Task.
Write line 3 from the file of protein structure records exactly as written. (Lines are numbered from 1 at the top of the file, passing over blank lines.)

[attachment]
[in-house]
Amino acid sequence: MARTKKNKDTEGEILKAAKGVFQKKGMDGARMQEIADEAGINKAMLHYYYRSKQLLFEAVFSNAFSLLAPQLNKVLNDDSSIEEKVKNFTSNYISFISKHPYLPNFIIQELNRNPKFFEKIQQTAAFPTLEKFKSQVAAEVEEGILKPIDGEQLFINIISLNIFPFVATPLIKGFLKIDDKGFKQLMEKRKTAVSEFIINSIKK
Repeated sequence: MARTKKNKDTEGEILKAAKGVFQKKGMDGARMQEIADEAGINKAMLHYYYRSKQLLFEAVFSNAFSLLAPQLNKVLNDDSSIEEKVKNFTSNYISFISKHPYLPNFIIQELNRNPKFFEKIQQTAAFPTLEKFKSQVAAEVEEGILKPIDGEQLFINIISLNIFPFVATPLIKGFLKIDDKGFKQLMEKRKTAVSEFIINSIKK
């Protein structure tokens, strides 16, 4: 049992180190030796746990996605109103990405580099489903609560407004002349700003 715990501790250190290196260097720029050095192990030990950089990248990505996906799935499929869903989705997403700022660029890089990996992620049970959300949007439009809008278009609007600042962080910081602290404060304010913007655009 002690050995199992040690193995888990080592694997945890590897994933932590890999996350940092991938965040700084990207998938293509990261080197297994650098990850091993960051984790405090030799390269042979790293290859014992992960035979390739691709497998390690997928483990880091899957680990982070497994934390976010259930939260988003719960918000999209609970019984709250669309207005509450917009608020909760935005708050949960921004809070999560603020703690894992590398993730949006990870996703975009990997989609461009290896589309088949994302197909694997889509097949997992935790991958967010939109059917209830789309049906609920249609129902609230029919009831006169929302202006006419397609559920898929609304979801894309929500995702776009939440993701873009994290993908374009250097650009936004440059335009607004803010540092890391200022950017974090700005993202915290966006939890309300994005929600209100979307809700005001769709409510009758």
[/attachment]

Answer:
Repeated sequence: MARTKKNKDTEGEILKAAKGVFQKKGMDGARMQEIADEAGINKAMLHYYYRSKQLLFEAVFSNAFSLLAPQLNKVLNDDSSIEEKVKNFTSNYISFISKHPYLPNFIIQELNRNPKFFEKIQQTAAFPTLEKFKSQVAAEVEEGILKPIDGEQLFINIISLNIFPFVATPLIKGFLKIDDKGFKQLMEKRKTAVSEFIINSIKK